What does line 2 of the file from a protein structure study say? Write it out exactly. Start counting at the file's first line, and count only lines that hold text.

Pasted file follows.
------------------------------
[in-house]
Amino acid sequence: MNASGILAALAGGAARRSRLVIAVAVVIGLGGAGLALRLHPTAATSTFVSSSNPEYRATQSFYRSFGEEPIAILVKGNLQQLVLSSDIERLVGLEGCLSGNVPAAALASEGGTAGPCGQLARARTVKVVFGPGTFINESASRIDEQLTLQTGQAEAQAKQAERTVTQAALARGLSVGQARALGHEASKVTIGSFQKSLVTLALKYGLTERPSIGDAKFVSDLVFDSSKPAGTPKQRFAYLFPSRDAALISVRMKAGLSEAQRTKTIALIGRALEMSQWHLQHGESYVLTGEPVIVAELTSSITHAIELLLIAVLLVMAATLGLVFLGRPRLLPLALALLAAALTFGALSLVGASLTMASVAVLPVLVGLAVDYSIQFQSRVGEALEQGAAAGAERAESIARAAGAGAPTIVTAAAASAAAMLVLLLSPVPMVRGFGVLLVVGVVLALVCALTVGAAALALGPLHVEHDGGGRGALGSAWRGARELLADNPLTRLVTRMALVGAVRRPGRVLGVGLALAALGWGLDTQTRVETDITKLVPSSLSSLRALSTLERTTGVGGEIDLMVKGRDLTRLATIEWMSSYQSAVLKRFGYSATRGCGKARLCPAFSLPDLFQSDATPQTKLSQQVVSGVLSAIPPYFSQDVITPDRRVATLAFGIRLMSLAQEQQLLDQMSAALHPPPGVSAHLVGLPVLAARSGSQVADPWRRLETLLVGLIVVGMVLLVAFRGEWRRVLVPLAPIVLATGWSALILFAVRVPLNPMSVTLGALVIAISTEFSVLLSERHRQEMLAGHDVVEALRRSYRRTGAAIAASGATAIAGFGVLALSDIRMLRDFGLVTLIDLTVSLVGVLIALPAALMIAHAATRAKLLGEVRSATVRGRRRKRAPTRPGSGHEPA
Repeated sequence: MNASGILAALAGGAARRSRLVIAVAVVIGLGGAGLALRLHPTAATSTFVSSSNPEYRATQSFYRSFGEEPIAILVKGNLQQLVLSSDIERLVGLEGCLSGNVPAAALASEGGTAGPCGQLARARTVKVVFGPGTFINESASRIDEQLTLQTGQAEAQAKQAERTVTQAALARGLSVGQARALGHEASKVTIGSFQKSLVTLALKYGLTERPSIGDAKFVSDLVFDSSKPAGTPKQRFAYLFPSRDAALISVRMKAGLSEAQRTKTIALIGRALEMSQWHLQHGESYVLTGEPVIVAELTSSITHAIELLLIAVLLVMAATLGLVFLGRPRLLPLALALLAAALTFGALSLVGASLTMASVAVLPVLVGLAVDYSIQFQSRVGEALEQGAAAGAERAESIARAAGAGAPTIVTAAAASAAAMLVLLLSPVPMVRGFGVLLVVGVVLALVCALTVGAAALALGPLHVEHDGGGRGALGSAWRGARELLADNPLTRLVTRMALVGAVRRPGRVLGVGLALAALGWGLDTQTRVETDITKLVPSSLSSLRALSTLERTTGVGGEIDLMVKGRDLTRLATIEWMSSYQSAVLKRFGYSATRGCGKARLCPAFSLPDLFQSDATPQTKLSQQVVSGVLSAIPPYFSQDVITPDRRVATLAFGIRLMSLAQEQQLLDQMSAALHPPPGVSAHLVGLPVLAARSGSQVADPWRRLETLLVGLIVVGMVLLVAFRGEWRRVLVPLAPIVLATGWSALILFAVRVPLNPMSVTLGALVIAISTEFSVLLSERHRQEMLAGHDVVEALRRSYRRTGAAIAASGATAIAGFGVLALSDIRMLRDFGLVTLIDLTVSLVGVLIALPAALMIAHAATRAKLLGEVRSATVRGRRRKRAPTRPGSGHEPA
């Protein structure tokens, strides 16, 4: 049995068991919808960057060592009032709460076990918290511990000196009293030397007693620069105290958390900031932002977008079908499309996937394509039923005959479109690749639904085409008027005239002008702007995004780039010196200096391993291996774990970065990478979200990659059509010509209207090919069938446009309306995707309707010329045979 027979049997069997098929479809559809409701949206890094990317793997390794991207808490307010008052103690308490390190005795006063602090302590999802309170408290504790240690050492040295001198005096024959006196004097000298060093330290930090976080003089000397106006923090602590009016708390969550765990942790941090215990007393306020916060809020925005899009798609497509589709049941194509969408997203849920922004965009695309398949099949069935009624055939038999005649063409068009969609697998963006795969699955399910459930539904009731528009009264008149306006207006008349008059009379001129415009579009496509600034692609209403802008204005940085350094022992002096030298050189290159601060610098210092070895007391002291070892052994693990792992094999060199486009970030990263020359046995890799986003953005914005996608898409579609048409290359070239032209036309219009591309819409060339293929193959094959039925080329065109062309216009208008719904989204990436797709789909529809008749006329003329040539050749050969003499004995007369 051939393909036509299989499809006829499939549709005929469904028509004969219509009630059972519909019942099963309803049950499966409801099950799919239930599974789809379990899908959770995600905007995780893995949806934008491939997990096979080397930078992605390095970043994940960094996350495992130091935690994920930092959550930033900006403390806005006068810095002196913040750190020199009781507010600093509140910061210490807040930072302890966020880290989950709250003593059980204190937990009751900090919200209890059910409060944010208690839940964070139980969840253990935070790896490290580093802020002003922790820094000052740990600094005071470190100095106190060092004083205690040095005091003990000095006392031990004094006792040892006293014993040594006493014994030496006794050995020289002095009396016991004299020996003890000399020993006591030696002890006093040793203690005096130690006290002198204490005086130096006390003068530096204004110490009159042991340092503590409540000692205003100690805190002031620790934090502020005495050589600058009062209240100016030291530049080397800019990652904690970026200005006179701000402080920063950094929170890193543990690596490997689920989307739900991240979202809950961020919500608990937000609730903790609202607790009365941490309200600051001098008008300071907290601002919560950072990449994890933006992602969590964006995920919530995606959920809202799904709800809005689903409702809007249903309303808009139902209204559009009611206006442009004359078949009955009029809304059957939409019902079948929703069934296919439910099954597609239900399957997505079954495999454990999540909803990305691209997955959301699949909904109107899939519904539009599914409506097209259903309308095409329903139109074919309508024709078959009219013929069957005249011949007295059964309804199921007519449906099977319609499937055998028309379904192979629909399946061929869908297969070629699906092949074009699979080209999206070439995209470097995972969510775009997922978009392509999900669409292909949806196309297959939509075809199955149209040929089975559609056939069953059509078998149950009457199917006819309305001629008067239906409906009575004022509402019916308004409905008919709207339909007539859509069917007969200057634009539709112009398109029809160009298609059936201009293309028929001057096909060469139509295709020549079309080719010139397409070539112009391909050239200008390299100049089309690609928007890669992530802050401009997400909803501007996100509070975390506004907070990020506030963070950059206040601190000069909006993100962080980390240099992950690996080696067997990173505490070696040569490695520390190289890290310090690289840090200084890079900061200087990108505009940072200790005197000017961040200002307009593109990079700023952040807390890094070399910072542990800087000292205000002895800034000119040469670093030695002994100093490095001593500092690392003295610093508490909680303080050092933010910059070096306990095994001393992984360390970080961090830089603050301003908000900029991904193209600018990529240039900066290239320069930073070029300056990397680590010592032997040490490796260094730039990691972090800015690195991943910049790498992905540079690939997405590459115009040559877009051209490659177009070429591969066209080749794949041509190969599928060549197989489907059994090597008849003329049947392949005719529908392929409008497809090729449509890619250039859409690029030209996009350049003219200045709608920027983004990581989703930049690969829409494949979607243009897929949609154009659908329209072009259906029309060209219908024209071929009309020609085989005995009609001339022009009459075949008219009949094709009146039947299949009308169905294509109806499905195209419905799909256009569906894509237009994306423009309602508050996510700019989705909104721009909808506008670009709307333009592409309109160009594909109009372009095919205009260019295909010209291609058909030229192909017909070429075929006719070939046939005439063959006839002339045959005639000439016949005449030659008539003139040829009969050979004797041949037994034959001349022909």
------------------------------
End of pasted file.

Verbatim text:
Amino acid sequence: MNASGILAALAGGAARRSRLVIAVAVVIGLGGAGLALRLHPTAATSTFVSSSNPEYRATQSFYRSFGEEPIAILVKGNLQQLVLSSDIERLVGLEGCLSGNVPAAALASEGGTAGPCGQLARARTVKVVFGPGTFINESASRIDEQLTLQTGQAEAQAKQAERTVTQAALARGLSVGQARALGHEASKVTIGSFQKSLVTLALKYGLTERPSIGDAKFVSDLVFDSSKPAGTPKQRFAYLFPSRDAALISVRMKAGLSEAQRTKTIALIGRALEMSQWHLQHGESYVLTGEPVIVAELTSSITHAIELLLIAVLLVMAATLGLVFLGRPRLLPLALALLAAALTFGALSLVGASLTMASVAVLPVLVGLAVDYSIQFQSRVGEALEQGAAAGAERAESIARAAGAGAPTIVTAAAASAAAMLVLLLSPVPMVRGFGVLLVVGVVLALVCALTVGAAALALGPLHVEHDGGGRGALGSAWRGARELLADNPLTRLVTRMALVGAVRRPGRVLGVGLALAALGWGLDTQTRVETDITKLVPSSLSSLRALSTLERTTGVGGEIDLMVKGRDLTRLATIEWMSSYQSAVLKRFGYSATRGCGKARLCPAFSLPDLFQSDATPQTKLSQQVVSGVLSAIPPYFSQDVITPDRRVATLAFGIRLMSLAQEQQLLDQMSAALHPPPGVSAHLVGLPVLAARSGSQVADPWRRLETLLVGLIVVGMVLLVAFRGEWRRVLVPLAPIVLATGWSALILFAVRVPLNPMSVTLGALVIAISTEFSVLLSERHRQEMLAGHDVVEALRRSYRRTGAAIAASGATAIAGFGVLALSDIRMLRDFGLVTLIDLTVSLVGVLIALPAALMIAHAATRAKLLGEVRSATVRGRRRKRAPTRPGSGHEPA